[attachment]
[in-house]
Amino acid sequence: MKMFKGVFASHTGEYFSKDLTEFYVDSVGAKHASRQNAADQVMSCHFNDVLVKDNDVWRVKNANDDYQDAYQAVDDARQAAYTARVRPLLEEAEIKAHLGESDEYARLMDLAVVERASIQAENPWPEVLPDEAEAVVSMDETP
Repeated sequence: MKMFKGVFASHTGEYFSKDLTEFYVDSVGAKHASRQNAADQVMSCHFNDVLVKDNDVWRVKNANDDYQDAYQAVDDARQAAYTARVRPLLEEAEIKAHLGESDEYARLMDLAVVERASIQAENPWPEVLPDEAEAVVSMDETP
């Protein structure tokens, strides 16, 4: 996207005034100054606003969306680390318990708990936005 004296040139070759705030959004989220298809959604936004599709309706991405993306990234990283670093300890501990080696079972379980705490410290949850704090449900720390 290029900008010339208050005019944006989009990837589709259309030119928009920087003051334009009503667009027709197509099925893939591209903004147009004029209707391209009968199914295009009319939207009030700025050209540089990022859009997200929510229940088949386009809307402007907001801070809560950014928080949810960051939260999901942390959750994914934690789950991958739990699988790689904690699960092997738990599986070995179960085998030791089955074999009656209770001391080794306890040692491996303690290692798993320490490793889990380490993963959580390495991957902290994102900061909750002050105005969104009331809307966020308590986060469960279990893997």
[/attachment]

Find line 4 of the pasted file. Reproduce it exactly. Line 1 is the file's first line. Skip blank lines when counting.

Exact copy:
């Protein structure tokens, strides 16, 4: 996207005034100054606003969306680390318990708990936005 004296040139070759705030959004989220298809959604936004599709309706991405993306990234990283670093300890501990080696079972379980705490410290949850704090449900720390 290029900008010339208050005019944006989009990837589709259309030119928009920087003051334009009503667009027709197509099925893939591209903004147009004029209707391209009968199914295009009319939207009030700025050209540089990022859009997200929510229940088949386009809307402007907001801070809560950014928080949810960051939260999901942390959750994914934690789950991958739990699988790689904690699960092997738990599986070995179960085998030791089955074999009656209770001391080794306890040692491996303690290692798993320490490793889990380490993963959580390495991957902290994102900061909750002050105005969104009331809307966020308590986060469960279990893997």